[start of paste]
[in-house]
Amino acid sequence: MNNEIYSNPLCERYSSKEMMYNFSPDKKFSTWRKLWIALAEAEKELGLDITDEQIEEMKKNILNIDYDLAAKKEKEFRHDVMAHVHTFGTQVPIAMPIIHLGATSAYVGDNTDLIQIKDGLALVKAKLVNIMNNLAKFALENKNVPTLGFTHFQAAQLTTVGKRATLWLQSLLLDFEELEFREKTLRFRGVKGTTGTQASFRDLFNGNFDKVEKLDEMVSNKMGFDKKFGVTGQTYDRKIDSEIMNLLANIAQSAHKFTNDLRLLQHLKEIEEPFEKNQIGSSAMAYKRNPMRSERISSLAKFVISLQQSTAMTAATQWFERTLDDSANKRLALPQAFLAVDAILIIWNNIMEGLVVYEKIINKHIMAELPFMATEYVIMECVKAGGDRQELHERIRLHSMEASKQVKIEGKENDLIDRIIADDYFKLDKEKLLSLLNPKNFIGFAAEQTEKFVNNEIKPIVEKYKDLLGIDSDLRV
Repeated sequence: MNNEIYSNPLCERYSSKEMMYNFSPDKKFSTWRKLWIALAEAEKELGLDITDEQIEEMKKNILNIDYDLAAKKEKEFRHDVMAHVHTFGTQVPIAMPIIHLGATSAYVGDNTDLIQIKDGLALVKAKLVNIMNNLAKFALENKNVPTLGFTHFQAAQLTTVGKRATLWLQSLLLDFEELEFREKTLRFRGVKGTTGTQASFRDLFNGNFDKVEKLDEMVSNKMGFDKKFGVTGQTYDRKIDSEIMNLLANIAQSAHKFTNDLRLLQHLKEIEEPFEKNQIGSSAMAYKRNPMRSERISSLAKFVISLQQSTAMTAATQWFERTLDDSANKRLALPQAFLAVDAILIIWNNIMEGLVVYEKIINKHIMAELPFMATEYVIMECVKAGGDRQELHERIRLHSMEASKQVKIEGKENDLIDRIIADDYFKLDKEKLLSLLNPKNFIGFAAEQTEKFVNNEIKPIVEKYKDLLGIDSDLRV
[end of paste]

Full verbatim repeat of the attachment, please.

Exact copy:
[in-house]
Amino acid sequence: MNNEIYSNPLCERYSSKEMMYNFSPDKKFSTWRKLWIALAEAEKELGLDITDEQIEEMKKNILNIDYDLAAKKEKEFRHDVMAHVHTFGTQVPIAMPIIHLGATSAYVGDNTDLIQIKDGLALVKAKLVNIMNNLAKFALENKNVPTLGFTHFQAAQLTTVGKRATLWLQSLLLDFEELEFREKTLRFRGVKGTTGTQASFRDLFNGNFDKVEKLDEMVSNKMGFDKKFGVTGQTYDRKIDSEIMNLLANIAQSAHKFTNDLRLLQHLKEIEEPFEKNQIGSSAMAYKRNPMRSERISSLAKFVISLQQSTAMTAATQWFERTLDDSANKRLALPQAFLAVDAILIIWNNIMEGLVVYEKIINKHIMAELPFMATEYVIMECVKAGGDRQELHERIRLHSMEASKQVKIEGKENDLIDRIIADDYFKLDKEKLLSLLNPKNFIGFAAEQTEKFVNNEIKPIVEKYKDLLGIDSDLRV
Repeated sequence: MNNEIYSNPLCERYSSKEMMYNFSPDKKFSTWRKLWIALAEAEKELGLDITDEQIEEMKKNILNIDYDLAAKKEKEFRHDVMAHVHTFGTQVPIAMPIIHLGATSAYVGDNTDLIQIKDGLALVKAKLVNIMNNLAKFALENKNVPTLGFTHFQAAQLTTVGKRATLWLQSLLLDFEELEFREKTLRFRGVKGTTGTQASFRDLFNGNFDKVEKLDEMVSNKMGFDKKFGVTGQTYDRKIDSEIMNLLANIAQSAHKFTNDLRLLQHLKEIEEPFEKNQIGSSAMAYKRNPMRSERISSLAKFVISLQQSTAMTAATQWFERTLDDSANKRLALPQAFLAVDAILIIWNNIMEGLVVYEKIINKHIMAELPFMATEYVIMECVKAGGDRQELHERIRLHSMEASKQVKIEGKENDLIDRIIADDYFKLDKEKLLSLLNPKNFIGFAAEQTEKFVNNEIKPIVEKYKDLLGIDSDLRV